When longtime food blogger and private chef Angela Davis, also known as TheKitchenista, first encountered Darius Williams online, she noticed something weird about his recipes.
They didn’t appear to work.
“This was back in 2014. I started seeing some of his videos circulating, and I was not a fan of the cooking techniques, I’ll be honest. So I had a [Twitter] conversation with one of my friends, who is an actual pastry chef, critiquing some of the things that we saw in the videos.”
She assumed nothing would come of her random Tweets, but by the time she woke up the next morning, “He took a screenshot of the conversation from Twitter and posted it to his Instagram with a caption alluding to me not supporting other Black chefs.”
Suddenly, she found herself experiencing every online creator’s nightmare.
He sicced his followers on her. They proceeded to harass her and her friend for the better part of that week. To end it, she blocked him on all platforms, hoping to never hear his name again.
Alas, it was not to be.
Over the past several weeks, using the hashtag #dariuscrooks, Davis has posted to social media nearly every day with allegations against Williams. She has signal-boosted many others (notably The Food Network’s Sunny Anderson), accusing him of operating an illegal credit repair business, bullying Black women, mistreating employees, stealing recipes from other creators, doxxing people and scamming investors. Many of her posts include links to health code violations at his Soul Crab restaurants, details of lawsuits against Williams, and complaints to the Better Business Bureau, among other things.
Davis has built a sizable following since she began blogging as a passion project in 2012. She’s worked in food full time since 2014, and her work has been featured in The Washington Post, Shondaland, The Kitchn, and many other mainstream outlets. But despite a lack of similar endorsement, Williams’ audience is far larger, totaling about 3 million people across Facebook, YouTube, and Instagram.
As a result of his influence, Davis had heard rumors about Williams’ shady behavior for years despite her efforts to ignore him. They have intersecting audiences, “But not being a fan of the food, I tuned a lot of that out. I didn’t engage with him.” That all changed on June 8th, when he made a lasagna video so ridiculous that it pushed her over the edge, “Somebody linked it to me, and my comment was, ‘This is beyond my help.’ That was more than I’ve said in recent years.”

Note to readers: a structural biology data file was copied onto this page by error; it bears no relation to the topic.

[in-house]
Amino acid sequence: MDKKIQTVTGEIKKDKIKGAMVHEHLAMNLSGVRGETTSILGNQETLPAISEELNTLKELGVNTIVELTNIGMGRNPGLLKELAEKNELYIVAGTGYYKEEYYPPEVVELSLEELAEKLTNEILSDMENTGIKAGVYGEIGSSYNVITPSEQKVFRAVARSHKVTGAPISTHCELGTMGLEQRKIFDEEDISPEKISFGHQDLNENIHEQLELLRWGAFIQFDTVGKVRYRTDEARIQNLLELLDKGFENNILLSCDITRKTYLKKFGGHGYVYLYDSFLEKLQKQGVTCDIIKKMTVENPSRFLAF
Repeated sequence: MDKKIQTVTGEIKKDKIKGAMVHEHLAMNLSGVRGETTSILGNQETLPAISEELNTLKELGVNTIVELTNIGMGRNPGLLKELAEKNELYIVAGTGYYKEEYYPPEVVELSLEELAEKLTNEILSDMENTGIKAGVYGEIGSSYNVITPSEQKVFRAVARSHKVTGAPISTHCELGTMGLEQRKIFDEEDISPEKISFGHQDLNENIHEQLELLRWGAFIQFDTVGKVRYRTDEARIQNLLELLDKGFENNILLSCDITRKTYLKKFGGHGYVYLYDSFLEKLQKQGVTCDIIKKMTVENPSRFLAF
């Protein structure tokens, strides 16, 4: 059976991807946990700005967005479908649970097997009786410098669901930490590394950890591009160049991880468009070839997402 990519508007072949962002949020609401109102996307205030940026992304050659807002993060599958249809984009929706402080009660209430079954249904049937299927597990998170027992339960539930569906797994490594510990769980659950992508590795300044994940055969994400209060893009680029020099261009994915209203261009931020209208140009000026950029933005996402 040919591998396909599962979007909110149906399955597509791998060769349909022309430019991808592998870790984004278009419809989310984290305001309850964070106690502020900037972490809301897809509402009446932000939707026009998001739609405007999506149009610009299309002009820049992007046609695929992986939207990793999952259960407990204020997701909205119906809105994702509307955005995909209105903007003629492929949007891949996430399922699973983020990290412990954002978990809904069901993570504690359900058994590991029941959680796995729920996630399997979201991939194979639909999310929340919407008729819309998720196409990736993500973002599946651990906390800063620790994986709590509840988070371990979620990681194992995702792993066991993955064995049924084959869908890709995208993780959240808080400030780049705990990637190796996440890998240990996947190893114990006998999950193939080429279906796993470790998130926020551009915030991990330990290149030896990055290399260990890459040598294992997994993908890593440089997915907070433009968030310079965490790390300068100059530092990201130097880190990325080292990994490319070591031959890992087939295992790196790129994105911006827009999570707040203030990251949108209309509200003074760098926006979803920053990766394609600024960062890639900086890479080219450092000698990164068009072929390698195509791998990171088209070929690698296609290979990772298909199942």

She was unsurprised when he immediately “went on live and made fun of of me. Saying that I was broke, I’m not a millionaire like him. He said that my countertops are Formica, they’re not—not that it matters. He said something about how the only thing I cook with is duck fat. It was just really petty.” Since then, he’s insulted her repeatedly, even making a YouTube video bragging about having made money from the controversy.
Since her comments on that first video, Davis has refused to stay silent on Willams’ laundry list of abuses. She initially began posting about the incomplete and occasionally plagiarized recipes in his cookbooks, and “people started messaging me like, ‘Hey I had a run-in with him.”… It was a confirmation that there were a lot of skeletons in the closet and people had just been intimidated or had given up on speaking out. I felt a responsibility, having the platform that I do.”
Davis began her culinary career because she was disillusioned with her life as an accountant at a construction company, so she’s especially disgusted that even in an industry she loves, “Women like me are an afterthought to get ahead and to do things with integrity. And then you have characters like this who haven’t even taken the time to learn proper techniques. It’s sloppy, careless work. He’s misleading an entire audience. So the food alone is really shocking.”
She went on to point out that she’s delved into the history of his blog, cookbooks, and recipe videos and has come to the conclusion that Williams fabricated many of the emotional stories he tells to keep up engagement. That, along with the credit repair scam, the restaurants that weren’t up to code, and the veritable rabbit-hole of other allegations, “reminds me of a Trump situation. There’s lies on top of lies. The fact that he’s hiding in plain sight isn’t as bad as what isn’t being said.”
Despite the staggering number of allegations leveled against him and the zeal with which Davis has been posting, she wants people to know that: “This is not a personal vendetta. I have had a run-in with him, and what he’s doing to me is abusive. But my reason for speaking out is for all of the other people who he ripped off who don’t have a voice. I’m going to continue sounding the alarm about abuse in an industry that I have to work in.”
She started working in food because she was craving autonomy and creativity and has risked a lot in that pursuit. Davis is a single mother, and, “When I started my blog, I lost my job shortly after that, and I was on food stamps for the first couple years when I was selling my first few cookbooks. I really built this from nothing.”
Davis went on to say that she’s encountered all the same barriers she saw as an accountant since she got involved in the food world and that she knows she’s been paid less for branded content than white bloggers with similar audiences.
I asked her if that makes Williams’ actions all the more infuriating, and she said, “This is all self-created. It’s his own little bubble. I think that’s why he’s gotten away with it. No one has dug into his background. No one has challenged his claims about being a millionaire.”
But Angela Davis refuses to shut up until they do.